Working in law enforcement takes a certain type of personality. You need to be authoritative, confident and professional. At the same time, you work under the constant stress of often seeing people at the worst moments of their lives while making sure that you make it home safely after the end of each shift.
Now that you are in the midst of a divorce, you may feel as though your children were the best thing to come out of your marriage. Perhaps you wouldn't have a problem never speaking to your future former spouse again, but you know that you will have to communicate somehow since you still have children to raise.
If your child recently handed you a field trip permission slip, you may have experienced a reality check. The Arizona school year is almost over, and the kids will be starting their summer vacation in a matter of weeks. In the past, this may have been no big deal. However, now that you are divorced, you have a parenting time schedule to consider.
Even if you know your divorce is the right decision for your personal wellbeing, you may have some regrets. Probably the biggest regret is that your divorce will divide the time you will spend with your children. You may expect to obtain a fair enough custody ruling in Arizona family court, or perhaps you and your spouse will work together to come up with as equal parenting time as possible.
In most joint custody arrangements, the court will consider one parent the non-custodial parent. This is often because the children will primarily live with one parent in order to maintain continuity of their lives. For example, if you and the other parent do not live in the same school district, the children would spend the majority of their time with the parent in that school district.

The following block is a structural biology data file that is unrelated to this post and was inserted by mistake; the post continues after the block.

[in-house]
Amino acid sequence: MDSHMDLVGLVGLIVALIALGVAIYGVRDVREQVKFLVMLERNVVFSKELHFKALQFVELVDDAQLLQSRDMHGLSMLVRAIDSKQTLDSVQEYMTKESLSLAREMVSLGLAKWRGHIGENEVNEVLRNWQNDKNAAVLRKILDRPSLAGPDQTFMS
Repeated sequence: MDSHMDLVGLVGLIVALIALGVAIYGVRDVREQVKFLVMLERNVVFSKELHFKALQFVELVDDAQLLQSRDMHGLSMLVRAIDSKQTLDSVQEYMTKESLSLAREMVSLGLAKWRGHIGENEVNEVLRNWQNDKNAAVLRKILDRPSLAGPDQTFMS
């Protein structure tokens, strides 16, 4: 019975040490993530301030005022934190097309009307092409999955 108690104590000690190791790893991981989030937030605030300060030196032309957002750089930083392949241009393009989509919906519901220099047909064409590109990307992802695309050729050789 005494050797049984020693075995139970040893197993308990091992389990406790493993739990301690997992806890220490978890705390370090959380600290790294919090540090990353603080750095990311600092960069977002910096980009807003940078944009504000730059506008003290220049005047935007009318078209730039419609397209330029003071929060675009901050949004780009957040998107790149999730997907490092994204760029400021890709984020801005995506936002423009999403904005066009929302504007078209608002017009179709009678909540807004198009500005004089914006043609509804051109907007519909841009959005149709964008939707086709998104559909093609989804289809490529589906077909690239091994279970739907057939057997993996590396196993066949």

You may remember those early holidays with the kids. With a schedule in mind, your family attended church services together, arrived at Grandma's for an afternoon feast, and perhaps darted to other holiday gatherings throughout the week. While those may have been hectic days, you may give anything to have them back.
You and your future ex-spouse may not agree on much in the beginning of your divorce proceedings, but you may agree that, when it comes to your children, you need to figure out a way to work together. That may seem like an insurmountable task at this point, but both of you are steadfast in making it happen.
Now that your divorce is final, you likely feel ready to move on in life, get a fresh start and begin building new, happy memories with your kids. You've talked with them about how life changes, but that doesn't necessarily mean change always makes things worse. Each of your kids may have reacted to your divorce differently. You understand there may be challenges along the way, but you're determined to have a good summer and future together.
It may seem like a pipe dream to consider having a healthy relationship with your ex. After all, if you got along, you wouldn't be getting divorced, right?
Arizona law allows divorcing parents to decide among themselves how parenting time will be divided. Indeed, the courts prefer that parents work together to develop parenting plans because those who have reached an agreement are more likely to cooperate with one another as their children age. The primary purposes of parenting plans are to allow consistency and predictability in future interactions and minimize future conflict. The plan should set forth the parents' understanding regarding legal custody, the parenting time schedule and the ways in which rights and privileges will be shared. The plan must contain a statement about custody, setting forth whether sole legal custody is given to one parent or the parents will have joint legal custody.